Can Hillary Clinton Convince America That She’ll Fight the Rigged System?

Can Hillary Clinton Convince America That She’ll Fight the Rigged System?

Can Hillary Clinton Convince America That She’ll Fight the Rigged System?

At her speech tonight, Hillary needs to convince working-class voters that she “gets it.”


PhiladelphiaIt would be a mistake to pay too much attention to DemExit—the #BernieorBust tendency’s threatened walkout from the Democratic Party. Yesterday I kept hearing how Nina Turner, the former Ohio state senator and a powerful Sanders surrogate, had been “ejected” from the convention. Yet there she was, back inside the Wells Fargo Center that same evening. It does seem that Turner, who has still not endorsed Hillary Clinton, was not allowed to second Sanders’s nomination on Tuesday. But giving a speaker who hasn’t endorsed the party’s nominee a national television audience is the kind of amateur move the Trump campaign made when it handed the podium in Cleveland to Ted Cruz. And no one has ever accused the Clintons of being amateurs.

The “dramatic walk-out” of Sanders delegates on Tuesday night amounted to, at most, 200 people, many of whom were not actually delegates. (I was in the hallway outside interviewing people from Labor for Bernie—none of whom walked out—and didn’t actually see the walkout. Most media accounts put the numbers in the “dozens.”) Which meant that at least 90 percent of Sanders delegates remained in their seats.

Yet despite last night’s love feast, it would be an even bigger, perhaps fatal, mistake to assume either that the Democrats are a unified party or that the wounds of a bruising primary campaign were magically healed by Sanders on Monday—or by the many speakers since, from the president on down, who have given Democrats permission to keep “feeling the Bern.” There are two groups in particular who remain outside the Clinton circle of love—and who, in the tight race this is going to become, the Democrats ignore at their peril.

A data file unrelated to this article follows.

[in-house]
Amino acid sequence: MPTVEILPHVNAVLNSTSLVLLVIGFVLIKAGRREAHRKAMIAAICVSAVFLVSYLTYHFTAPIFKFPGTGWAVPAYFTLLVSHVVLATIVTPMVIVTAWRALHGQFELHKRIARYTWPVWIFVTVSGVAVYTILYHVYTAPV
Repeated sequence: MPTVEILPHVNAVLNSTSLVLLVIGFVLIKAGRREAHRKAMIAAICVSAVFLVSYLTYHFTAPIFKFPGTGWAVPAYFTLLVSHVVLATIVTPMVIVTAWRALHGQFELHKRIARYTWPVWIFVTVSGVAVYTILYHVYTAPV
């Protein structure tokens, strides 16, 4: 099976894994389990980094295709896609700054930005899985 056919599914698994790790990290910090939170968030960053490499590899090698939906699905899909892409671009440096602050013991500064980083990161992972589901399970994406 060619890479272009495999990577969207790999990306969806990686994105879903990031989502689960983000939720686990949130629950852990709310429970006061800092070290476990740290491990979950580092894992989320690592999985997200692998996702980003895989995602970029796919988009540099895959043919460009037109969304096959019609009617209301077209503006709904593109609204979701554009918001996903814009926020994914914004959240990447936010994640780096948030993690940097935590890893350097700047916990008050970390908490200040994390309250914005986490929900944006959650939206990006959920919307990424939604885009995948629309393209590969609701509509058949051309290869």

The first is millennials. “The Democratic establishment just doesn’t understand where young people are at,” said Waleed Shahid, a young organizer with the Working Families Party. “They don’t understand that the status quo has failed.”

For an older generation, the leaked DNC e-mails just confirmed what we’d already known: The party establishment had its thumb on the scales for Clinton. Nothing to see here. Move right along. But the younger Sanders supporters I talked to were just as upset by the evidence they provided of a party selling itself to corporations and the wealthy—a dependence underlined by the corporate logos on view everywhere inside the arena.

“This feels more like the WWF [World Wrestling Federation] than a political event,” said Leslie Lee, a young writer and activist from Leesburg, Virginia, who also railed at the way the media framed the protestors as “these privileged white people with weird clothes.”

“I met a single mother who drove from Florida through the night with her daughter to be here to protest,” said Lee. “And you’ve got thousands of reporters covering what is basically a TV show—and almost no one at the #BlackLivesMatter march in the same city on the same day.”